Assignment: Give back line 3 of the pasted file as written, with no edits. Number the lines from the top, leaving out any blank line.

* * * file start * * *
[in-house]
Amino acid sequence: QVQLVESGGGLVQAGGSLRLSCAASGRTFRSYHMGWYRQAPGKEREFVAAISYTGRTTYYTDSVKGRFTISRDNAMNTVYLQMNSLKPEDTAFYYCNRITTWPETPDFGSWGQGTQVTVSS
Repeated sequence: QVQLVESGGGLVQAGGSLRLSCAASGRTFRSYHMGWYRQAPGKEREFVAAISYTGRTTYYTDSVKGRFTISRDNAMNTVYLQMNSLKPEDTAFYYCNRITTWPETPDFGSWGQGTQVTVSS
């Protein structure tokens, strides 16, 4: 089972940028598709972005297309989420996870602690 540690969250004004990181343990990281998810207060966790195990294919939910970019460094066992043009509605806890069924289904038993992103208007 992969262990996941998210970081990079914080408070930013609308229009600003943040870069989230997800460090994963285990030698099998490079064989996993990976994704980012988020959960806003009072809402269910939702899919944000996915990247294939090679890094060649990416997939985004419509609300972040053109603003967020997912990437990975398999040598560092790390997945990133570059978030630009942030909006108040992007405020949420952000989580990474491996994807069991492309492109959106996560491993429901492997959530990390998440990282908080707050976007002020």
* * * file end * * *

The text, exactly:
Repeated sequence: QVQLVESGGGLVQAGGSLRLSCAASGRTFRSYHMGWYRQAPGKEREFVAAISYTGRTTYYTDSVKGRFTISRDNAMNTVYLQMNSLKPEDTAFYYCNRITTWPETPDFGSWGQGTQVTVSS